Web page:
• 2 LITERATURE REVIEW.................................................................................8 Family Social Capital.....................................................................................8 Young Children's Academic Achievement in a Family/Social Context.......11 Family Structure and Academic Achievement Single-Parent Families................................................................................16 Children Reared in Stepfamilies.................................................................19

  • 3 METHODS...................................................................................................25 Conceptual Framework.............................................................................25 Early Childhood Longitudinal Survey-Kindergarten Cohort........................27 Direct Cognitive Assessment Measures......................................................29 Reading Assessment.................................................................................30

Mathematics Assessment..........................................................................30 Reliabilities for Mathematics and Reading Assessment Scores.................30 Validity for Direct Cognitive Assessment in Mathematics and Reading ....31 Participant Characteristics of the Early Childhood Longitudinal Study-Kindergarten Cohort-Analytical Sample................................32 Analytical Sample: Family Structure Variable.............................................33 Participant Demographics...........................................................................33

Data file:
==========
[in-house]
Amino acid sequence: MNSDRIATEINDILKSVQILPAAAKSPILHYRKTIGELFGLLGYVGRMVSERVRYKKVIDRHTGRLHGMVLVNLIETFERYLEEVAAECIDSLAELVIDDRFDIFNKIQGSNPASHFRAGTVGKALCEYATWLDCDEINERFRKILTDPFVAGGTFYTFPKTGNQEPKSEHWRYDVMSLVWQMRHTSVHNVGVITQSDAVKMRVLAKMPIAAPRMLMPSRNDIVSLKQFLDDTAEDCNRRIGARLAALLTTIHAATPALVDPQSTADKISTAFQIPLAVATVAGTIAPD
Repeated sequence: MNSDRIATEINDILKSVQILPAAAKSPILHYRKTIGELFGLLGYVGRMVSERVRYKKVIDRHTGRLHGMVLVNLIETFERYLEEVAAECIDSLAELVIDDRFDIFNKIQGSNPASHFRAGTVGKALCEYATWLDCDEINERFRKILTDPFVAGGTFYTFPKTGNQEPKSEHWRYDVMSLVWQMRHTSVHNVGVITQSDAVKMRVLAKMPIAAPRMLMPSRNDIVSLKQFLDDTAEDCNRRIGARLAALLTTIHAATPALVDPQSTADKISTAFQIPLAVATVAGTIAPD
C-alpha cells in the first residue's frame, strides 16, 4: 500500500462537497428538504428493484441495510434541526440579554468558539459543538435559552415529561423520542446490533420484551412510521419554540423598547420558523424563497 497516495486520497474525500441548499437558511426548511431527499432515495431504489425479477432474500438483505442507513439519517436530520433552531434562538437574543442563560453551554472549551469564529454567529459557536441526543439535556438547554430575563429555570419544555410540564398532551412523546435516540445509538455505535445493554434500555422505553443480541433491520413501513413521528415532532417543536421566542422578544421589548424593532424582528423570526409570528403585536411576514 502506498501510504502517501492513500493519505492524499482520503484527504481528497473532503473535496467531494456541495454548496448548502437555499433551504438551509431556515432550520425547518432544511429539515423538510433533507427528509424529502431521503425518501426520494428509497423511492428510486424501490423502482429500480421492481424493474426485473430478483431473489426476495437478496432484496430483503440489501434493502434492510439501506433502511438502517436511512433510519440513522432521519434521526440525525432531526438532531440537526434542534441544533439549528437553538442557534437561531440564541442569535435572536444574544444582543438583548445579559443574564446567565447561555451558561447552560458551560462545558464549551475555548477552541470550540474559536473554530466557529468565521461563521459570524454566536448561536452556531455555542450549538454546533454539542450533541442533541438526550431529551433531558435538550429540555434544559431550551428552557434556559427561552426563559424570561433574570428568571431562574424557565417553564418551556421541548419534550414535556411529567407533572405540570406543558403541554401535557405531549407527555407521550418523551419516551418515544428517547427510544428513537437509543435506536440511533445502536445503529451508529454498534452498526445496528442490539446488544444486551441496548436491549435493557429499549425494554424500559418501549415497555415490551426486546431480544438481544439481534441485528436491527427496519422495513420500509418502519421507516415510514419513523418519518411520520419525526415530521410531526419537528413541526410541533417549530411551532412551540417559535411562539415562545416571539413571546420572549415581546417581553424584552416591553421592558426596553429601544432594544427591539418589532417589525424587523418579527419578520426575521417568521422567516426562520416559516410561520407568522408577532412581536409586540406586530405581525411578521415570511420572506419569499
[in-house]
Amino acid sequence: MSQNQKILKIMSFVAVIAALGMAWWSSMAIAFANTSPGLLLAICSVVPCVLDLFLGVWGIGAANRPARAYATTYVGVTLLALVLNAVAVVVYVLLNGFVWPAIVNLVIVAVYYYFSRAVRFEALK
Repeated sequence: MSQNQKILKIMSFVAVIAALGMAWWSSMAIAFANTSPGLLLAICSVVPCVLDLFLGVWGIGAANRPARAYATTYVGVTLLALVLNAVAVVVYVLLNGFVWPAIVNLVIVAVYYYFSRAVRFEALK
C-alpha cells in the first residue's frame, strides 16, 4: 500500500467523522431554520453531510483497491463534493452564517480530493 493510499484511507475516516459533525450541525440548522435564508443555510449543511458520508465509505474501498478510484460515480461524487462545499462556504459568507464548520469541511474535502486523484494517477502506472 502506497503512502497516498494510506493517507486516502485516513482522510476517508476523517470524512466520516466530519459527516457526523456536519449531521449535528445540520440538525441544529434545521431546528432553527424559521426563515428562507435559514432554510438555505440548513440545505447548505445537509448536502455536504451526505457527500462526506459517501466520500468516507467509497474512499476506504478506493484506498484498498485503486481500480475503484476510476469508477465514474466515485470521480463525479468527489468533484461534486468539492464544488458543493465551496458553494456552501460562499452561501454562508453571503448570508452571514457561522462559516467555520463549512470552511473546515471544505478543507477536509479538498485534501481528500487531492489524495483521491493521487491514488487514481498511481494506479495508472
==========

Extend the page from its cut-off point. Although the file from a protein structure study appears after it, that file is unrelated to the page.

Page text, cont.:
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Descriptives................................................................................................35

Math Change Score and Indicator Variables-Social Capital..............35

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Reading Change Score and Indicator Variables-Social Capital..........35 Math Change Score and Indicator Variables-Resource Capital..........35 Reading Change Score and Indicator Variables-Resource Capital....36 Sample Weights.........................................................................................36 Missing Data..............................................................................................36 Data Analysis Plan.....................................................................................37 4. RESULTS.......................................................................................................38 Parent Social and Resource Capital and Children's Reading Change

Scores................................................................................................38